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Defining compassion in the digital health age: protocol for a scoping review
  1. David Wiljer1,2,3,4,5,
  2. Rebecca Charow1,
  3. Helen Costin4,6,
  4. Lydia Sequeira2,5,
  5. Melanie Anderson7,
  6. Gillian Strudwick2,5,
  7. Tim Tripp7,
  8. Allison Crawford3,5,6
  1. 1 UHN Digital, University Health Network, Toronto, Ontario, Canada
  2. 2 Institute of Health Policy Management and Evaluation, University of Toronto, Toronto, Ontario, Canada
  3. 3 Department of Psychiatry, University of Toronto, Toronto, Ontario, Canada
  4. 4 The Wilson Centre, University Health Network, Toronto, Ontario, Canada
  5. 5 Centre for Addiction and Mental Health, Toronto, Ontario, Canada
  6. 6 Medical Psychiatry Alliance, University of Toronto, Toronto, Ontario, Canada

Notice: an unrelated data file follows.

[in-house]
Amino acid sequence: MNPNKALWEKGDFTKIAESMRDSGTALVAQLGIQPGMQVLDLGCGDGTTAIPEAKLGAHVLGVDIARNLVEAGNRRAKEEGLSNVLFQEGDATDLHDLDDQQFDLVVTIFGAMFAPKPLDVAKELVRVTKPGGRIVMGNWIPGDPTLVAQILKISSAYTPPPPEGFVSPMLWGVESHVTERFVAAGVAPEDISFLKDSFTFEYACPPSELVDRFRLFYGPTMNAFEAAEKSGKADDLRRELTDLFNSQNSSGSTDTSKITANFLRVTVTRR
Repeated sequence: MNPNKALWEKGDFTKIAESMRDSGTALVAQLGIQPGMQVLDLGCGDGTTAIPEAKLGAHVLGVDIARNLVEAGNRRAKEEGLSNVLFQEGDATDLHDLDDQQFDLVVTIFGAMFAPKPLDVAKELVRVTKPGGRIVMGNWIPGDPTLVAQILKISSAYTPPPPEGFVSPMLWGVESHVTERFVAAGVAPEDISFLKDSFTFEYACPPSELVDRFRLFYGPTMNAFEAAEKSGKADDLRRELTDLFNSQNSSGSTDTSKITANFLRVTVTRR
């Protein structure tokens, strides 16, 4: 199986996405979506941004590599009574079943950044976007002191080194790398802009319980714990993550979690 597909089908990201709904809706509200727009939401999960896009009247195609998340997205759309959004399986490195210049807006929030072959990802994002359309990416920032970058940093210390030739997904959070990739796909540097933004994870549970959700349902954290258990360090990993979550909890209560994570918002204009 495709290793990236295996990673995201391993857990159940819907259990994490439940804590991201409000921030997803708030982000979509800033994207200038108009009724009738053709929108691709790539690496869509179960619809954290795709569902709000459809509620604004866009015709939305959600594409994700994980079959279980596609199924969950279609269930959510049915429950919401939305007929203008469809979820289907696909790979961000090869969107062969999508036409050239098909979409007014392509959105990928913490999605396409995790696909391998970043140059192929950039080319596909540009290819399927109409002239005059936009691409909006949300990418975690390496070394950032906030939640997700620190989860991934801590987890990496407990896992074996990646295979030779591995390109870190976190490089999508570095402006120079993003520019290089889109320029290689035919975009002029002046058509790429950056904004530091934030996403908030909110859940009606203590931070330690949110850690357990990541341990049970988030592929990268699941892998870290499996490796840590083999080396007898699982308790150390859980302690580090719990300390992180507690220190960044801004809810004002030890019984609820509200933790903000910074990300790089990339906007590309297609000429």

7. 7 Library and Information Services, University Health Network, Toronto, Ontario, Canada
  1. Correspondence to Dr David Wiljer; david.wiljer{at}uhn.ca

Footnotes

  • Patient consent for publication Not required.

  • Contributors DW led the conceptualisation, design and development of this study and protocol. RC, HC and LS drafted the protocol and helped develop the research questions. MA, an experienced medical librarian, developed the search strategy, conducted the search and copy-edited the manuscript. TT, an experienced medical librarian, copy-edited the manuscript. AC and GS provided guidance to the study conceptualisation and design, and have revised all drafts of this manuscript for content and clarity. They will also assist with the validation of the emerging themes identified in the data analysis. All authors give approval to the publishing of this protocol manuscript.

  • Funding This work is supported by the Associated Medical Services, a Canadian charitable organisation at the forefront of advancing research and leadership development in health and humanities, as part of their AMS Phoenix Project: A Call to Caring.

  • Competing interests None declared.

  • Provenance and peer review Not commissioned; externally peer reviewed.

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Strengths and limitations of this study

  • Findings from this review will contribute to the development of a definition of compassionate care within the context of digital health.